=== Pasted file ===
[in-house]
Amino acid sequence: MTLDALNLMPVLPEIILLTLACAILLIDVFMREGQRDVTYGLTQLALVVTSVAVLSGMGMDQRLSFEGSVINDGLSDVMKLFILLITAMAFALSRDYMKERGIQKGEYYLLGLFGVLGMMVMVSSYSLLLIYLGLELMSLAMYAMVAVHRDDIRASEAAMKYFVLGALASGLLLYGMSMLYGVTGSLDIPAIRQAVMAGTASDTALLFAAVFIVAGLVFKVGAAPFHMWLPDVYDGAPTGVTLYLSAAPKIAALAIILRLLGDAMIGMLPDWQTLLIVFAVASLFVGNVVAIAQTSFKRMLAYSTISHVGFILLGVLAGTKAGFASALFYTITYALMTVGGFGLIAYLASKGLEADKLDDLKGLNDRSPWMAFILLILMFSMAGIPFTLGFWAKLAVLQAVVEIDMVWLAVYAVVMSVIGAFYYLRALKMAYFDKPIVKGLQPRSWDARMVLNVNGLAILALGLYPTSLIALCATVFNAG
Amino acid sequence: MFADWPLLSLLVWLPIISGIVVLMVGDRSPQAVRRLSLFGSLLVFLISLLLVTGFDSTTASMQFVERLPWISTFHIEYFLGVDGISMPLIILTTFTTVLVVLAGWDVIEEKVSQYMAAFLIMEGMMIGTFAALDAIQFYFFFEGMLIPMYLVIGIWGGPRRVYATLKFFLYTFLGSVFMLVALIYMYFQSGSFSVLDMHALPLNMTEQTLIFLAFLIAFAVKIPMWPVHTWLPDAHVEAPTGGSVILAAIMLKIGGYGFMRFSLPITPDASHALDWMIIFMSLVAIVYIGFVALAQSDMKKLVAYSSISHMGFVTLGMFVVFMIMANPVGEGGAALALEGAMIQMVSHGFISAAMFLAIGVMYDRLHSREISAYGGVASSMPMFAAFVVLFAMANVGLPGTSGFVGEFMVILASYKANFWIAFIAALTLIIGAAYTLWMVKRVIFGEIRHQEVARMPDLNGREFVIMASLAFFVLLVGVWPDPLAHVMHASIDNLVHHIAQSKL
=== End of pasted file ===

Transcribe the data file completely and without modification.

[in-house]
Amino acid sequence: MTLDALNLMPVLPEIILLTLACAILLIDVFMREGQRDVTYGLTQLALVVTSVAVLSGMGMDQRLSFEGSVINDGLSDVMKLFILLITAMAFALSRDYMKERGIQKGEYYLLGLFGVLGMMVMVSSYSLLLIYLGLELMSLAMYAMVAVHRDDIRASEAAMKYFVLGALASGLLLYGMSMLYGVTGSLDIPAIRQAVMAGTASDTALLFAAVFIVAGLVFKVGAAPFHMWLPDVYDGAPTGVTLYLSAAPKIAALAIILRLLGDAMIGMLPDWQTLLIVFAVASLFVGNVVAIAQTSFKRMLAYSTISHVGFILLGVLAGTKAGFASALFYTITYALMTVGGFGLIAYLASKGLEADKLDDLKGLNDRSPWMAFILLILMFSMAGIPFTLGFWAKLAVLQAVVEIDMVWLAVYAVVMSVIGAFYYLRALKMAYFDKPIVKGLQPRSWDARMVLNVNGLAILALGLYPTSLIALCATVFNAG
Amino acid sequence: MFADWPLLSLLVWLPIISGIVVLMVGDRSPQAVRRLSLFGSLLVFLISLLLVTGFDSTTASMQFVERLPWISTFHIEYFLGVDGISMPLIILTTFTTVLVVLAGWDVIEEKVSQYMAAFLIMEGMMIGTFAALDAIQFYFFFEGMLIPMYLVIGIWGGPRRVYATLKFFLYTFLGSVFMLVALIYMYFQSGSFSVLDMHALPLNMTEQTLIFLAFLIAFAVKIPMWPVHTWLPDAHVEAPTGGSVILAAIMLKIGGYGFMRFSLPITPDASHALDWMIIFMSLVAIVYIGFVALAQSDMKKLVAYSSISHMGFVTLGMFVVFMIMANPVGEGGAALALEGAMIQMVSHGFISAAMFLAIGVMYDRLHSREISAYGGVASSMPMFAAFVVLFAMANVGLPGTSGFVGEFMVILASYKANFWIAFIAALTLIIGAAYTLWMVKRVIFGEIRHQEVARMPDLNGREFVIMASLAFFVLLVGVWPDPLAHVMHASIDNLVHHIAQSKL